"Do you do drugs?"
Things had been going swimmingly up until this point. I had never been asked anything like this on a job interview before, and wasn't quite sure how to proceed.
Oh sure, I'd know exactly what to say were I interviewing at, say, Wells Fargo. But this was a start up webzine, and one of the guys conducting the interview, R.U. Sirius, had written extensively and approvingly about drugs. Hell, the guy co-wrote a book with Timothy Leary. For all I knew, excessive LSD use might be a job requirement. Then again, what if he'd cleaned up his act? I looked at the two longhairs sitting across from me, waiting for my answer. I got the distinct impression that R.U., who was busy doodling on a piece of paper, wasn't paying attention.
"Um, you know," I mumbled, "I smoke pot now and then. I used to do a lot of other stuff, but that was when I was younger."
"So," asked longhair number two, a guy I would later come to know as Jeff Diehl, "are you carrying?"
Before I could give another mumbling, evasive response, Jeff told me he was kidding, and thanked me for coming in. A week later, he was my boss. Together with about seven other people, we launched GettingIt.com.
GettingIt was founded and funded by Al Hadhazy, who owns Webpower. Webpower is one of the larger porn companies on the 'Net (IFriends.net, Intimate Friends Network, SafeSexPlus.com, etc.) I was told that before he went into the online porn business, Al worked for Mutual Funds magazine, or its parent company. So he had some publishing experience; I have no idea how much.
Al hired Jeff Diehl, who used to work for Webpower and before that also did time at Mutual Funds magazine, to act as project director. Jeff hired R.U. as GettingIt's Editor in Chief. That's where I came in.
I was wrapping up a fellowship at Mother Jones' MoJo Wire, and wondering where the hell I was going to work next. There were (and are) an insane amount of journalism jobs in San Francisco, but most of them involve writing product reviews and other dreck for various vapid.coms that I had no desire to be a part of. But one day, I saw an ad on Craig's List, a Bay area hipster job board, describing a section editor position at a start-up Web magazine. It called for a subversive type with investigative skills to edit a tabloid/humor section at a well-funded start-up. That looked right up my alley. I saw R.U.'s name on the ad, and wanted in.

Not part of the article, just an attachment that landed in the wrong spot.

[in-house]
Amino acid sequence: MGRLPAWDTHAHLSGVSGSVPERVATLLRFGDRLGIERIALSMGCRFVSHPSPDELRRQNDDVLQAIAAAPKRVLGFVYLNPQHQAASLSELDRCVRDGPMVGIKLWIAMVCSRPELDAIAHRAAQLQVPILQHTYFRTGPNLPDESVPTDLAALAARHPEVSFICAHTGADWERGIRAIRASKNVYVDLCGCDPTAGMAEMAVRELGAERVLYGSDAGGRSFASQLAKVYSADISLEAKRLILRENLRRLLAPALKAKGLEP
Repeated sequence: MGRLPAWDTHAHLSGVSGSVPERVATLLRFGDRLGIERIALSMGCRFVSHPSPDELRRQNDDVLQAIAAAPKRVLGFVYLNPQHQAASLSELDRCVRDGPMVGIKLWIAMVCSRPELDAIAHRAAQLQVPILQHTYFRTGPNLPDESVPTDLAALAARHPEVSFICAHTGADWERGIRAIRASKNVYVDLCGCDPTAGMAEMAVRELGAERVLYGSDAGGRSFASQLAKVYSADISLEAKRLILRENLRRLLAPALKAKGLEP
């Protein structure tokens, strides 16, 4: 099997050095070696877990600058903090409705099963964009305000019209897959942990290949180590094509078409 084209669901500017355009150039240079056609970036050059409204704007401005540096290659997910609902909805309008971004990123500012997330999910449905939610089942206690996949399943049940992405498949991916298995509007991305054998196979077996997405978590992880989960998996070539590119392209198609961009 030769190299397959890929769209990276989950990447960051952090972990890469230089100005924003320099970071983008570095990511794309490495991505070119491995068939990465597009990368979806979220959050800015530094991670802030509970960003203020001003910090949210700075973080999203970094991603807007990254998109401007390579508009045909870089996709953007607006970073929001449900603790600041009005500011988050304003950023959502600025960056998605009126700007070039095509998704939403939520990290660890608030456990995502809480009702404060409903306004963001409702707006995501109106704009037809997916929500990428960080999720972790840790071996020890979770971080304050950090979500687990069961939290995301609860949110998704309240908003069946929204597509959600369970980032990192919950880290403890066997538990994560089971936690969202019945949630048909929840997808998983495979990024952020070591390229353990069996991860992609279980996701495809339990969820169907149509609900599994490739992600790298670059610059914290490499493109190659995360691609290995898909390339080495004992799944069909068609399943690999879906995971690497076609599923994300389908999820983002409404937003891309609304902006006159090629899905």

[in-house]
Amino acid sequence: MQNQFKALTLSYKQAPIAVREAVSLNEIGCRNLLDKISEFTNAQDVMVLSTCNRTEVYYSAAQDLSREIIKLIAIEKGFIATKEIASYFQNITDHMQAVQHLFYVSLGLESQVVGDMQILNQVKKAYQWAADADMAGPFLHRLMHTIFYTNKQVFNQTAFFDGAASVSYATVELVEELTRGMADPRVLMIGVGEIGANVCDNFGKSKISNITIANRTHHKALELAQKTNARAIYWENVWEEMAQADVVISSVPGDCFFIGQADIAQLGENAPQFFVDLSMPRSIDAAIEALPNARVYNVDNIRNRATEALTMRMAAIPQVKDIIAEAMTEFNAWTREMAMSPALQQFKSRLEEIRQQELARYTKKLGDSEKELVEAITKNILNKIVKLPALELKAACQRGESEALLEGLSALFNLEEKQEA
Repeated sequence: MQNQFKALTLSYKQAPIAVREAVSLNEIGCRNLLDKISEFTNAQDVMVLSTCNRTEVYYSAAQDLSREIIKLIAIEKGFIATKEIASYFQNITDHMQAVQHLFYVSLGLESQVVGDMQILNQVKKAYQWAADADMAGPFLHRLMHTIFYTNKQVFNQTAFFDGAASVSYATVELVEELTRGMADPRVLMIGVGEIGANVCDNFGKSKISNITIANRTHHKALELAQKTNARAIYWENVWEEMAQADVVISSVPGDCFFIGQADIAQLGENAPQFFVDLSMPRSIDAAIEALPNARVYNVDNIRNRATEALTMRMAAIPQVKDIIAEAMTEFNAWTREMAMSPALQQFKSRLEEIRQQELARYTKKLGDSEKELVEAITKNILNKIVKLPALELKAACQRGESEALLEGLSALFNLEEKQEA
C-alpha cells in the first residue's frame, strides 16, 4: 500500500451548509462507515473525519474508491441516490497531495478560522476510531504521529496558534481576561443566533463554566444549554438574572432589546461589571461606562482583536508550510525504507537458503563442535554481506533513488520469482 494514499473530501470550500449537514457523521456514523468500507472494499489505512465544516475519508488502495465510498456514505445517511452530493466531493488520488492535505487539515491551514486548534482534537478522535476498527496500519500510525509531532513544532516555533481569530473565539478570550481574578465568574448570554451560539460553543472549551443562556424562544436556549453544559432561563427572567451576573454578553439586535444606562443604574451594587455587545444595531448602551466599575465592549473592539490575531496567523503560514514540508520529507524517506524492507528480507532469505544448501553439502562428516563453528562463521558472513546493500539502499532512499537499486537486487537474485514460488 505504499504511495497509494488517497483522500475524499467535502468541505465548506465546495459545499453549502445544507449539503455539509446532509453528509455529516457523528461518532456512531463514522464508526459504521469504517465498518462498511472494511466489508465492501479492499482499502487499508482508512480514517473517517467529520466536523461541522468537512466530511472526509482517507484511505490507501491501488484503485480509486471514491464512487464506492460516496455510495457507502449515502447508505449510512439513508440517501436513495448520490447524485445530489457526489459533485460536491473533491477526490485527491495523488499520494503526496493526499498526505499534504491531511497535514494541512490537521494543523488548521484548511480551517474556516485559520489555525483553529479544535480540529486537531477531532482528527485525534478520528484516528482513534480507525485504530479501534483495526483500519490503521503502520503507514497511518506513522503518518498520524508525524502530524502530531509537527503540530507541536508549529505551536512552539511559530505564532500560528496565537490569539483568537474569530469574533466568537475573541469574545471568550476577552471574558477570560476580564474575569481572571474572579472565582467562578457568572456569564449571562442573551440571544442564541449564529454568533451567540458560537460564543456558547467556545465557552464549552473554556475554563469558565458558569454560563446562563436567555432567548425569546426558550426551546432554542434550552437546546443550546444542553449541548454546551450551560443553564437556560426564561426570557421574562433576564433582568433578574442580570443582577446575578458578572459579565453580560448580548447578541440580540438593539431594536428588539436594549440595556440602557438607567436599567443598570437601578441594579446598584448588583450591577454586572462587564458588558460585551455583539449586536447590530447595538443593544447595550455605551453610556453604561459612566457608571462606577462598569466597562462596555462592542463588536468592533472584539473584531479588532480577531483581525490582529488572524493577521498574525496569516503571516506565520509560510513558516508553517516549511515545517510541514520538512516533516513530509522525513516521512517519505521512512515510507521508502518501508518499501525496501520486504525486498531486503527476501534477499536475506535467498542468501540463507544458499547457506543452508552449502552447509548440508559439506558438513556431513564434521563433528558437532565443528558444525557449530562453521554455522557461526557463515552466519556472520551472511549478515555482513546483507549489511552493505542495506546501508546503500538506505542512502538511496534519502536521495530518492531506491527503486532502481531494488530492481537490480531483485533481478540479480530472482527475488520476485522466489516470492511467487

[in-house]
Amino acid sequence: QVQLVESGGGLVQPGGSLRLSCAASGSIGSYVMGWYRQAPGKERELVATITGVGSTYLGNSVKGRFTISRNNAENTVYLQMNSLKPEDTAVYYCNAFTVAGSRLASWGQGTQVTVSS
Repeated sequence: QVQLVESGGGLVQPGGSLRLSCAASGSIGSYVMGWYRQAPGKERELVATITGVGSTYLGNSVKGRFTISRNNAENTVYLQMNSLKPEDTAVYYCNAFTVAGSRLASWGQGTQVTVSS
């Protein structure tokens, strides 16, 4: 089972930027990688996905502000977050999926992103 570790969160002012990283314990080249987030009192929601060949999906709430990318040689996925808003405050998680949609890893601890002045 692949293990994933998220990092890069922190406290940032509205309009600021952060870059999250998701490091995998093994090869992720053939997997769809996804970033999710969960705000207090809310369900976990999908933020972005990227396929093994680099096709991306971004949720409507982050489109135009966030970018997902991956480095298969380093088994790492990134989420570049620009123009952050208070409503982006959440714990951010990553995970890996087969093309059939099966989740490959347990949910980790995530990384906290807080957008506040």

R.U. started Mondo 2000, which, along with Might and The Nose, was one of several really cool magazines being published out of San Francisco in the early- to mid-Nineties. I read Mondo a good bit when I was in college, and read a lot of R.U.'s work for Wired in the following years. I was a fan.
Andy Baio, who would become the site's art director and one of my best friends, joined GettingIt for similar reasons.
"I was one of those goofballs who closely followed the whole cyber-culture scene of the early Nineties," says Baio. "I devoured every issue of Wired magazine, started reading Suck on day three, and I'd had the Mondo 2000 'User's Guide to the New Edge on my shelf since 1992.
"So when David Pescovitz, a contributing editor at Wired, came to speak at one of my journalism classes during my last semester at UC Berkeley, I was immediately enamored by his hipster aesthetic. We talked by e-mail, and he told me about a cool start-up helmed by his friend R.U. Sirius."
If R.U. had been given complete control of that helm, things might have worked out differently.
I was told that Al was funding the webzine, or "project" as it was often and troublingly referred to, but that R.U. and Jeff were going to have complete editorial control. I was also told that, although there would be an erotica section, none of that would appear on the front page. I had my reservations about working for Al in any capacity -- I didn't want to become known as a smut peddler -- but those assurances were enough for me. And besides, I reasoned, even Salon has an erotica section. Or at least it used to.